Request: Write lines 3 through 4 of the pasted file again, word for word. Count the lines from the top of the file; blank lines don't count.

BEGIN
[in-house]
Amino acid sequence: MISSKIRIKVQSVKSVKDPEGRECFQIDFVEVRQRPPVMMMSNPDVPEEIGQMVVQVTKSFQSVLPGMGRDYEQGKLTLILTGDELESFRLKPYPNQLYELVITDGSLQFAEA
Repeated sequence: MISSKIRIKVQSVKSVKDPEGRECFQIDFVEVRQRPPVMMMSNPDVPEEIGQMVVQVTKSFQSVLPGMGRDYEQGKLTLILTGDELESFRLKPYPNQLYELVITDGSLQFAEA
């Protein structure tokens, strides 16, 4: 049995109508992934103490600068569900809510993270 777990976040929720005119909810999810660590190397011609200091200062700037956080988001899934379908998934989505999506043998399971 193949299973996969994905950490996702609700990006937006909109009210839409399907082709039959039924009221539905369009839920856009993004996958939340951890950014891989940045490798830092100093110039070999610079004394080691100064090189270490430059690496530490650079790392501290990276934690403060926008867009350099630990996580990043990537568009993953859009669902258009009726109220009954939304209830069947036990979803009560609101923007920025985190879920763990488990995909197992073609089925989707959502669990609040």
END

Repeated sequence: MISSKIRIKVQSVKSVKDPEGRECFQIDFVEVRQRPPVMMMSNPDVPEEIGQMVVQVTKSFQSVLPGMGRDYEQGKLTLILTGDELESFRLKPYPNQLYELVITDGSLQFAEA
């Protein structure tokens, strides 16, 4: 049995109508992934103490600068569900809510993270 777990976040929720005119909810999810660590190397011609200091200062700037956080988001899934379908998934989505999506043998399971 193949299973996969994905950490996702609700990006937006909109009210839409399907082709039959039924009221539905369009839920856009993004996958939340951890950014891989940045490798830092100093110039070999610079004394080691100064090189270490430059690496530490650079790392501290990276934690403060926008867009350099630990996580990043990537568009993953859009669902258009009726109220009954939304209830069947036990979803009560609101923007920025985190879920763990488990995909197992073609089925989707959502669990609040």